|Ask Carter Hall Anything, Part 3
||[Sep. 8th, 2010|07:54 am]
I had a post where you could--still can, for the rest of today--ask Carter Hall anything. Here are more of the questions and answers:
So what's Janet like, *really*?
Janet? She's like her gran, but faster. I would say, "and better with a stick," but no, I think just faster. Up until now I was not a praying man, despite Granny Laird's best attempts, but I think now I will thank God that Granny Laird was never given a stick. Um.
And moving briefly out of the realm of anonymity, pameladean asks: If it's not too personal, why did your father give you away to Janet?
Huh? I don't know what you're talking about. My dad didn't give me shit. Didn't give me to shit. Didn't stick around long enough. As far as I'm concerned, Uncle Larry's my real dad, and the other guy is just the--I don't know. The raw material. And in case you're thinking this is one of the stories where the guy's dad comes back and they have this tearful reunion, you can get that out of your head. He died a long way from here, doing something stupid that had nothing to do with me. I was 19. And honestly it was kind of a relief, knowing I would never have him showing up slapping me on the back and going, "Heh heh, well, water under the bridge, right, kid?" Because that kind of water drowns people. It sure drowned my mom. Aw, hell. I don't want to talk about this.
Janet Laird: I think I know what you're talking about. I can get this one, Carter.
Carter's dad didn't give him to me, Pamela. My dad did.
Dad and Bobby and I were having dinner with Granny and Grampa Laird--Grampa was still alive then. And Granny said, "Nancy Mason's sister and her boy moved in with her and Larry."
"That's a real shame," said my dad, but Grampa shook his head.
"Barb never could look after herself, much less that boy," said Grampa, "and Terry Hall wasn't ever coming back to do it, even if he could. Nancy and Larry will make a home for him."
"Carter Hall?" I said. I knew Carter. He was in my first-grade class and my Sunday School, and most importantly we played hockey together. Carter was like Bobby and me, first on and last off the ice for open skates. It's not that big a town. We knew each other pretty well by then. I won't go so far as to say we liked each other, but we knew each other pretty well, and we'd pick each other first if we were choosing up teams. That much was already clear.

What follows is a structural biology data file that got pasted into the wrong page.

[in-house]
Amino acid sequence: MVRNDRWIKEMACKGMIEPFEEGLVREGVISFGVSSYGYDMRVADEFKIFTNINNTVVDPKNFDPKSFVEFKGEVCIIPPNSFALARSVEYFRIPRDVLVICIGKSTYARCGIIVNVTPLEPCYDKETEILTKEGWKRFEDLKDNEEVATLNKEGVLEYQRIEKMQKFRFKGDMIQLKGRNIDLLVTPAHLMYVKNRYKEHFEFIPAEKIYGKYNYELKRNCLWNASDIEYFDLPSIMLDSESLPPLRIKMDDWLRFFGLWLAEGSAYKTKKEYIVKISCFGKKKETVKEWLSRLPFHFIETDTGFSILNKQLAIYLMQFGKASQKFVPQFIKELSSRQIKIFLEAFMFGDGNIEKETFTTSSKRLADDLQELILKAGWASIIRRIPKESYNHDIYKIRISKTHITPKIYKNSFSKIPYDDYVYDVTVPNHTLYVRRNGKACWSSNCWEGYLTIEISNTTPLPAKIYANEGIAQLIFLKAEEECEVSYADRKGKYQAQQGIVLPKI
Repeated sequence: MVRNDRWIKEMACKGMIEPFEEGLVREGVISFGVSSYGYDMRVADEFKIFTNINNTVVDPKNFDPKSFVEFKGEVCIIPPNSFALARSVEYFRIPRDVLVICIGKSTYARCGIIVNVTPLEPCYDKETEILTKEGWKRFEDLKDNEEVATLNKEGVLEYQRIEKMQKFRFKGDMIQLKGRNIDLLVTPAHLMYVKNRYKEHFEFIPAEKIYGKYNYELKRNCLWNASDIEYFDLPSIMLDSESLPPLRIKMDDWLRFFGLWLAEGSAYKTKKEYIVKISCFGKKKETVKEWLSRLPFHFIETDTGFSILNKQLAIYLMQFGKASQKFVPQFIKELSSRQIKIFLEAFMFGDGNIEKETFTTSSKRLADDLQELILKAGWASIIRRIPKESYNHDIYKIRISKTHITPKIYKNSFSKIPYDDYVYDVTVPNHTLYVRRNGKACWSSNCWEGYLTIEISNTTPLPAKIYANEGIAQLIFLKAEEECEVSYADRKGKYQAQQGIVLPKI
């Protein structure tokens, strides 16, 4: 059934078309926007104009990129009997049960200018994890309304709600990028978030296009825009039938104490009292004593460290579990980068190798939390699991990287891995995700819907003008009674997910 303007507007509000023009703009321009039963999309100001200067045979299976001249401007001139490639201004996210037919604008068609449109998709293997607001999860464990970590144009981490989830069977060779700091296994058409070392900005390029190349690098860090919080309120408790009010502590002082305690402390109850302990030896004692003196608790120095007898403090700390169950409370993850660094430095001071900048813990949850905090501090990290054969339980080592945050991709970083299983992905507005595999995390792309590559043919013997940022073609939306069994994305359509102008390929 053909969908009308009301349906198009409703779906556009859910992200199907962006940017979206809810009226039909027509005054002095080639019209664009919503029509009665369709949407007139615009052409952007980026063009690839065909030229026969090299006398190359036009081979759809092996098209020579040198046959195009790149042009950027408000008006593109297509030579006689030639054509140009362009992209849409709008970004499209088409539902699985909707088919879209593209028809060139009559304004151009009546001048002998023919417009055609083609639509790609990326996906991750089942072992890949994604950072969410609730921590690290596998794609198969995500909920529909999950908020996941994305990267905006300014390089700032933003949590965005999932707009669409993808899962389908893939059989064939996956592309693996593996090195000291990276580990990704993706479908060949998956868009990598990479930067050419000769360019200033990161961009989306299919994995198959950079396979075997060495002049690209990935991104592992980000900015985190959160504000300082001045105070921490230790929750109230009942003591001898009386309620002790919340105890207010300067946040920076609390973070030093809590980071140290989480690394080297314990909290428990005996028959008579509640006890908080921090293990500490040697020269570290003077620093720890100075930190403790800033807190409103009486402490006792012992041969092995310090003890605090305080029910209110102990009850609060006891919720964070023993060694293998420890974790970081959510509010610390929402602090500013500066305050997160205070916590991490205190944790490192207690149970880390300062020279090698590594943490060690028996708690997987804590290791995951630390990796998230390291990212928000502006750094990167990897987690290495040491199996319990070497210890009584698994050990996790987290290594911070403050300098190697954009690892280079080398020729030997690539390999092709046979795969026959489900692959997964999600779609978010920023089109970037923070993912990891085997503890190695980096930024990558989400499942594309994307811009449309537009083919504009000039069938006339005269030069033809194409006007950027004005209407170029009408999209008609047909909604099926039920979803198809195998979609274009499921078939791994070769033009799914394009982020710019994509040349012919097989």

Now that I think back on it, we were still about the same size then.
Granny looked at me sharply. "Janny, you don't go talking about that boy's family troubles around school. He's got enough on his plate as it is."
I looked at Grampa. "Didn't sound like troubles."
"Not with Nance and Larry. No. He'll be all right." Grampa ruffled my hair, and I went back to my pork chop, content.
But my dad wasn't content. "Janet, you keep an eye on that boy."
"Dad!" I protested. On the ice was one thing, but off the ice, boys and girls were starting to go their separate ways, and Carter and girls were really starting to go their separate ways. And I did not want anybody saying that I liked Carter Hall.
"He's good on skates already, and he's likely to come out a big strong boy. Only thing Terry Hall ever gave him. And I can't be there in the first grade to keep him out of trouble."
"I can't keep him out of trouble."
Bobby finally, miraculously, spoke in my defense. "She totally can't, Dad. What's Janny going to do? She's only a first grader and a girl."
Almost in my defense. My brother's miracles generally left something to be desired unless they involved a puck.
Gran didn't blink. "The rest of us are having chocolate cake, but Bobby isn't having any, because it was baked by a girl."
"In my house you speak civil to all people, boy, or you pay the price, and this time the price is chocolate cake." Her eyes glinted. "Next time the price will be worse. Now. Janet. Nobody is asking that you make young Carter into an angel here on this earth."
"Good thing!" I said. Grampa grinned at me.
"But you can maybe keep an eye out for him, make sure he doesn't get in trouble too bad? For your dad?" said Gran. "He doesn't have a family like us, Janet."
I scowled around at them and thought that anybody who didn't have a family like my stupid big brother might be lucky. Then I thought how Carter's dad wasn't dead like my mom, he was just gone somewhere. "Okay. I guess. I'll do what I can." I figured it would mostly involve thwapping him in the ear when he screwed up.
I wasn't too far wrong.
And also non-anonymously, seagrit asks: Carter, do you cross train in the summer? Or is it just hockey, hockey, hockey year round?
Naw, can't be just hockey, hockey, hockey, that's the way to sprain something or tear something or whatever. I lift weights, and I run--although real runners like you would laugh at me--and sometimes I play pickup hoops or whatever with the guys. They like to change stuff up on us. One time Coach made us do yoga. I am not used to that shit. There are bits of you that are not supposed to bend that way. And then they tell you to breathe into your eye sockets or your elbow or whatever? and the weird thing is sometimes you get what they mean? I'm not so sure about that. I'm kind of hoping Coach doesn't get another notion that way. But I'll do it if he says to.